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New early years coalition launches survey ahead of proposed EYFS changes

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Friday, 24 May, 2019

A new coalition of early years organisations has launched a survey to better understand the sector’s opinion of and attitude towards the EYFS ahead of a government consultation later this year.

The coalition, which includes Early Education, NDNA, PACEY and the Early Years Alliance, was founded in response to concerns early years experts were insufficiently involved in drafting revised Early Learning Goals (ELGs).

Representations have already been made to DfE to ensure that any future changes to the ELGs and the EYFS Statutory Framework have the full benefit of the most up to date research evidence and reflect best practice from across the sector.

The short survey which takes around 10 to 15 minutes to complete is designed for early years practitioners, leaders and managers. The survey provides respondents with an opportunity to share what they think about how the EYFS currently and asks them what they would like to see change.

Practitioners are invited to respond to our survey at by 21 June.

Beatrice Merrick, Chief Executive of Early Education said:

“It’s entirely appropriate to revisit the EYFS and see whether it can be improved, based on evidence that has accumulated since the Tickell Review.  Tickell set a benchmark of good practice in consulting with the sector and reviewing the research to ensure that the EYFS was as well constructed as it could be at the time, and any future reviews should live up to that same standard. 
“We want to ensure that piecemeal changes such as the recently proposed changes to the ELGs don’t compromise the quality of the whole.  We’re pleased DfE are engaging with us, and we hope that some of the less well-informed changes to the ELGs will be unpicked before they go out to public consultation to ensure that all changes are improvements on what is currently in place.”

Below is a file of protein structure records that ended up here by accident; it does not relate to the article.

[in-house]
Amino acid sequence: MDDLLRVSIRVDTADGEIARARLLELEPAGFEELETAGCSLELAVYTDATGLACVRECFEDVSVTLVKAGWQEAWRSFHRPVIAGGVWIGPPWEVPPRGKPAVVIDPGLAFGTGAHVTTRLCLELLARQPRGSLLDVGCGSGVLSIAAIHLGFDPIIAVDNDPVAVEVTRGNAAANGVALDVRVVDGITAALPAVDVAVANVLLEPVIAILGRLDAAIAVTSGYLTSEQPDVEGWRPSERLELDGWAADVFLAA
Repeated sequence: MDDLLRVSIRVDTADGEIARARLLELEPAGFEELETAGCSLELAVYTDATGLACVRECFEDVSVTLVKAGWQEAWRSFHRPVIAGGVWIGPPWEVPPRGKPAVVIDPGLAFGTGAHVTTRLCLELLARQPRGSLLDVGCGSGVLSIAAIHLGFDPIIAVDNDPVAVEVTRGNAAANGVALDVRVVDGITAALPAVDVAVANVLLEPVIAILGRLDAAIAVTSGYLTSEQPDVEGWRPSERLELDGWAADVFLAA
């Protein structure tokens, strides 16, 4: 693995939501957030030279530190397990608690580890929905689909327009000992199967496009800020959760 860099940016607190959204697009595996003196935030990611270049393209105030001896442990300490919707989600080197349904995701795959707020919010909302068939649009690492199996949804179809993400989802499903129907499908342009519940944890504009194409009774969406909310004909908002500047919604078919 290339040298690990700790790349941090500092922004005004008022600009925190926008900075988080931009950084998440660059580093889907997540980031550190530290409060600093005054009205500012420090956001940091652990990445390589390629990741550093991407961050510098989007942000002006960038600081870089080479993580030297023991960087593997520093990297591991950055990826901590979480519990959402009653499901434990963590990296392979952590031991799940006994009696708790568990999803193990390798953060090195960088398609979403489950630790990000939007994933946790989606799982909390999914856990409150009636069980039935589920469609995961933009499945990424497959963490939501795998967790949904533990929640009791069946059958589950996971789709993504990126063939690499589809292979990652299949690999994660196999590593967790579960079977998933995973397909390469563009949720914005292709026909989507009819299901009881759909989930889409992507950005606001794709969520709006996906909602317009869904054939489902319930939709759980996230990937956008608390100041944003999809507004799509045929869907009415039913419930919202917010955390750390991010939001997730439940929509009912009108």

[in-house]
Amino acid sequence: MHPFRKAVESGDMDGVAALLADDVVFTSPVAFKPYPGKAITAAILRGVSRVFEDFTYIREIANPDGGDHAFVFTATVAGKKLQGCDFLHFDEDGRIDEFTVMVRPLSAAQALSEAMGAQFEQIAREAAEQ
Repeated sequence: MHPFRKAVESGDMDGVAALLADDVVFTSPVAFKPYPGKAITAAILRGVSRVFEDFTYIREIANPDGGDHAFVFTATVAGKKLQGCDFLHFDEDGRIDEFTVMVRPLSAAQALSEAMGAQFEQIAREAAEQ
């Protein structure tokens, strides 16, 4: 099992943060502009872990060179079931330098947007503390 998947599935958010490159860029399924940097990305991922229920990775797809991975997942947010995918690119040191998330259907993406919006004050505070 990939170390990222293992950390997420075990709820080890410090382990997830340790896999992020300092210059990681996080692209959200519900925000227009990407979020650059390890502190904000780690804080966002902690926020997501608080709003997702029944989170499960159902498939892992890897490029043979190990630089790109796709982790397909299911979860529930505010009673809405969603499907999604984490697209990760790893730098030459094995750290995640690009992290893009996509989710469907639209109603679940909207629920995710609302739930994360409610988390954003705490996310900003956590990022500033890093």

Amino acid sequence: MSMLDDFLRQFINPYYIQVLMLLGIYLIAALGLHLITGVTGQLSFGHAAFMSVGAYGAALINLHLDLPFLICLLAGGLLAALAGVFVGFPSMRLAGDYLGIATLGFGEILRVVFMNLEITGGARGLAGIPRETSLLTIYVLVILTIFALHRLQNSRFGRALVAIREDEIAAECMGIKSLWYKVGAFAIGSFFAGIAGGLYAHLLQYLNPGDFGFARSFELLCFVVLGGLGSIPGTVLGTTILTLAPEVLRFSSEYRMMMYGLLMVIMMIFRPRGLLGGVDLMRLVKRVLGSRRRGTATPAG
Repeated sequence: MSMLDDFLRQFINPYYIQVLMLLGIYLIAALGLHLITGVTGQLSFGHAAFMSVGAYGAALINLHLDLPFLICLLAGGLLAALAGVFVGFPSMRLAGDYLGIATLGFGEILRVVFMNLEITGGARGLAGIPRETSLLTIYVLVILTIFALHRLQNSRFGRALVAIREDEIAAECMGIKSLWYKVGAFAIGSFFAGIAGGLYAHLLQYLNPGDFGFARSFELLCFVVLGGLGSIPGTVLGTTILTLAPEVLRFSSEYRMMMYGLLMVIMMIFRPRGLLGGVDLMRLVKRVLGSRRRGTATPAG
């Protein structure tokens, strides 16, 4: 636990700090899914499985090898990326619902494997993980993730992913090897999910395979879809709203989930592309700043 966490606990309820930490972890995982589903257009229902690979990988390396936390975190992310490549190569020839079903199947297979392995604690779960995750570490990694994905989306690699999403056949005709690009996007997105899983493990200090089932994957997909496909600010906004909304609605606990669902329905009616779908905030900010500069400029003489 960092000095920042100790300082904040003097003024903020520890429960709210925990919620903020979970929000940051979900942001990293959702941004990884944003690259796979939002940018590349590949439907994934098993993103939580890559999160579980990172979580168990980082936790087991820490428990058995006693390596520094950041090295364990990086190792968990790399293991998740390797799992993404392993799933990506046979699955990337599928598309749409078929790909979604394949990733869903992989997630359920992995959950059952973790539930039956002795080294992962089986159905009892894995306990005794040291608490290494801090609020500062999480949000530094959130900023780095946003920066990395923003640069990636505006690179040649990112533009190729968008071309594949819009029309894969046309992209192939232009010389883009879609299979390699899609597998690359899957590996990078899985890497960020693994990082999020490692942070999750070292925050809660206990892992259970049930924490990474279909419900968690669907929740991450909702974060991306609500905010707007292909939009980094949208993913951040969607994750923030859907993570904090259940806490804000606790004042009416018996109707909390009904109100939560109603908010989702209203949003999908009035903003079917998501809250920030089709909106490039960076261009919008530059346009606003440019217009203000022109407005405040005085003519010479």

Michael Freeston, Director of Quality Improvement at the Early Years Alliance, said:

“This consultation could bring about the biggest changes to the EYFS since its introduction. The Early Learning Goals, currently being piloted were devised with little input from the sector. My concern is that policy is being devised from a perspective that does not put children first and seeks to extend formal learning down into the early years. This makes it all the more vital that, when it comes to this consultation we are not only listened to but are also around the table, shaping what any changes should look like.
“I would urge everyone working in the early years to complete this survey. The more of us who make our voice heard now the harder it will be to ignore us when the government sets out the terms of its consultation later this year.”

Purnima Tanuku, Chief Executive of National Day Nurseries Association said:

“Since the launch of the Early Years Foundation Stage we have seen the quality of early education increase. The EYFS was built on a firm foundation of strong research based evidence, with a number of sector leaders involved in its development and embraced by the sector.